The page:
Raleigh, N.C. — Hundreds of people marched through downtown Raleigh on Thursday evening and rallied near the State Capitol in support of voting rights.
The demonstration is part of the NAACP's Journey for Justice march, which began Aug. 1 in Selma, Ala., and is expected to conclude later this month with a rally in Washington, D.C. The 860-mile trek has focused on issues from improving schools to economic growth to criminal justice reform, but in North Carolina, it has centered on voting rights.
“I am here for justice, for the right to vote,” said demonstrator Mary Perry. “I fought in the ‘50s and ‘60s. I’m tired of fighting, but I’ll fight on.”
State lawmakers enacted sweeping election law changes two years ago, such as eliminating same-day registration, shortening early voting and, beginning next year, requiring voters to present photo identification at the polls. Portions of the law are being challenged in both state and federal courts.
The legislation came shortly after the U.S. Supreme Court threw out part of the landmark Voting Rights Act of 1965, saying it was based on old data.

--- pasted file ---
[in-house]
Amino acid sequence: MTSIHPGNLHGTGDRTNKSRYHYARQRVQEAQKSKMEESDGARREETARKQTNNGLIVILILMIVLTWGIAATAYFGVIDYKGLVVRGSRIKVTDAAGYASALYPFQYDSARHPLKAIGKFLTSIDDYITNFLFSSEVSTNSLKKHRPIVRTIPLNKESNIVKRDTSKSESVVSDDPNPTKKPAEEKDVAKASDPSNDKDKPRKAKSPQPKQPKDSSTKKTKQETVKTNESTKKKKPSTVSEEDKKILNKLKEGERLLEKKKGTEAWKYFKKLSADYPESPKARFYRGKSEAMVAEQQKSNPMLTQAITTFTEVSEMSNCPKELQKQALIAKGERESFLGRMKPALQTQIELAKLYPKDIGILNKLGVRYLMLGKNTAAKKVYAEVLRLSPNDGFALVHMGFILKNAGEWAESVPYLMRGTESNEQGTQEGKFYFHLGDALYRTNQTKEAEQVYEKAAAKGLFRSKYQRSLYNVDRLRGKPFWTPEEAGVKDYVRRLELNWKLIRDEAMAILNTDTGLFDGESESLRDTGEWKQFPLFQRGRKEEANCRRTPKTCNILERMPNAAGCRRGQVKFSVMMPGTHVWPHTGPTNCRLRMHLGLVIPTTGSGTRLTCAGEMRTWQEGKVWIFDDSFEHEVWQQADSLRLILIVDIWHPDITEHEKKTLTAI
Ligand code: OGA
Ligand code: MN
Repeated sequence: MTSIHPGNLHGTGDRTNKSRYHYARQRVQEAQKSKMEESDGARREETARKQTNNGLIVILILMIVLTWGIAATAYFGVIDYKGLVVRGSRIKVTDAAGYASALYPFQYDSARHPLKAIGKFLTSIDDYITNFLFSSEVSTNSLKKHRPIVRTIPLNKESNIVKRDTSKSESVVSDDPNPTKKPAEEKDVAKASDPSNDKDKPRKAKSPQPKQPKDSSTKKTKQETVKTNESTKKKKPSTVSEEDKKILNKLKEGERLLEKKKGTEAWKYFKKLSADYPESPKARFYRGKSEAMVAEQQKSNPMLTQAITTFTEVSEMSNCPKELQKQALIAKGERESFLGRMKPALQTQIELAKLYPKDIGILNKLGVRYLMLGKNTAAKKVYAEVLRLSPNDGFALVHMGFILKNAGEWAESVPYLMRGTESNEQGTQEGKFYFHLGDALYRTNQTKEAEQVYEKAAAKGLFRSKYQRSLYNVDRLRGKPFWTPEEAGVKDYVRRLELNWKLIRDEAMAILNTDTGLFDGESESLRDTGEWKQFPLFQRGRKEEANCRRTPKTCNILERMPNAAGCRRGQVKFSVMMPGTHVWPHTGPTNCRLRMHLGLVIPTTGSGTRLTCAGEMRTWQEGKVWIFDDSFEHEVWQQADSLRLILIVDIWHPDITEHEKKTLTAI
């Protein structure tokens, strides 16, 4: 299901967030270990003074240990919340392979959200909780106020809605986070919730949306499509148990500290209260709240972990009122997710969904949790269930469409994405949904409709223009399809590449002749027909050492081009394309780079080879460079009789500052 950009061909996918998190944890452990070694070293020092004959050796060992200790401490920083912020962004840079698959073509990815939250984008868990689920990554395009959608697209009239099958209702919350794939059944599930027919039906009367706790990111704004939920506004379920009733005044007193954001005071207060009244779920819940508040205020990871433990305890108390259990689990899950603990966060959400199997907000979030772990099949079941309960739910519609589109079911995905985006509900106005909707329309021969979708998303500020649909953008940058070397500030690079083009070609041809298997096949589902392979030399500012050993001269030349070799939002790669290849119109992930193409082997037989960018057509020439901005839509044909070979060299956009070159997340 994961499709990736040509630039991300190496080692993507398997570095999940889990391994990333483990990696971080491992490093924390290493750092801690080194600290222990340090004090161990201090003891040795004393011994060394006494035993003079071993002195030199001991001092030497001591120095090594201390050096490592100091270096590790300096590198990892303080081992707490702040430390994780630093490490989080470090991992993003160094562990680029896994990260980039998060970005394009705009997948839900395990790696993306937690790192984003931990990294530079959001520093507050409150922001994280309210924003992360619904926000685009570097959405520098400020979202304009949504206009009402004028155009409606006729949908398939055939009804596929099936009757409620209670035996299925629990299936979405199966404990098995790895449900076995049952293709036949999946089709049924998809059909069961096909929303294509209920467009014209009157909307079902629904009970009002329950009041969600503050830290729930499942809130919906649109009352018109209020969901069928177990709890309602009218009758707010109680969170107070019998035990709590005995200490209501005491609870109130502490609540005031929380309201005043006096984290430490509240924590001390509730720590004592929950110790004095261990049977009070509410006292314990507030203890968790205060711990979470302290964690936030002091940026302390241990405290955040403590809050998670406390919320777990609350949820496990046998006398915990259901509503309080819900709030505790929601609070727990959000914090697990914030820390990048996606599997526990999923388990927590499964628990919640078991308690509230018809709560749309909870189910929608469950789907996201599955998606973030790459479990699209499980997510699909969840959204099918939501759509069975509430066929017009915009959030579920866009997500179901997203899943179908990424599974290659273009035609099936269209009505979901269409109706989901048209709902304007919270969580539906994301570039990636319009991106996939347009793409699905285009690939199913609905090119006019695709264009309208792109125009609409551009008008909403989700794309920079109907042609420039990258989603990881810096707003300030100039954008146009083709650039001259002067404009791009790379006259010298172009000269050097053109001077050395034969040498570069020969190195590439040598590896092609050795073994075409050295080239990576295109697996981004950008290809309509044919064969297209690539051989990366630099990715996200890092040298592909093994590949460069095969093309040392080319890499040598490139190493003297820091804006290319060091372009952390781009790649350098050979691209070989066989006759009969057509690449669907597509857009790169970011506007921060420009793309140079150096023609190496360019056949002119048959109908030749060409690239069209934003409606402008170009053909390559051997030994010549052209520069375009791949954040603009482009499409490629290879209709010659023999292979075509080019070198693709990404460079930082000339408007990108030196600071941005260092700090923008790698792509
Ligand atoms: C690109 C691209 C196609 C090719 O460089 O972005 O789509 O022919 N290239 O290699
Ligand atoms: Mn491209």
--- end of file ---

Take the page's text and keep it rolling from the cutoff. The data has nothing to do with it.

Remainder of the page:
"Legislatures, especially in the South, have engaged in all out assault against voting rights because Congress has not acted to fix the Voting Rights Act," Rev. William Barber, president of the North Carolina chapter of the NAACP, said in a statement. "As a result, North Carolina has seen the worst attack on voting rights since the days of the first Jim Crow in the 1800s."
Demonstrators marched from Shaw University along Davie and Fayetteville streets to Bicentennial Plaza, between the Capitol and the Legislative Building, chanting for justice and carrying signs in support of voting rights.
"We believe that the Voting Rights Act is vital American treasure which has to be preserved and protected," national NAACP President Cornell Brooks said as he marched. "The right to vote is a civic sacrament. The voting booth is our altar. We cannot allow the right to vote to be desecrated. We cannot allow the right to vote to be taken away."
Kara Carter, a spokeswoman for the North Carolina Republican Party, said the NAACP's concerns are misplaced.
"The truth is their opposition to North Carolina's voting law isn't about race or justice. Even after the law was enacted, African-American voter turnout increased in 2014," Carter said in a statement.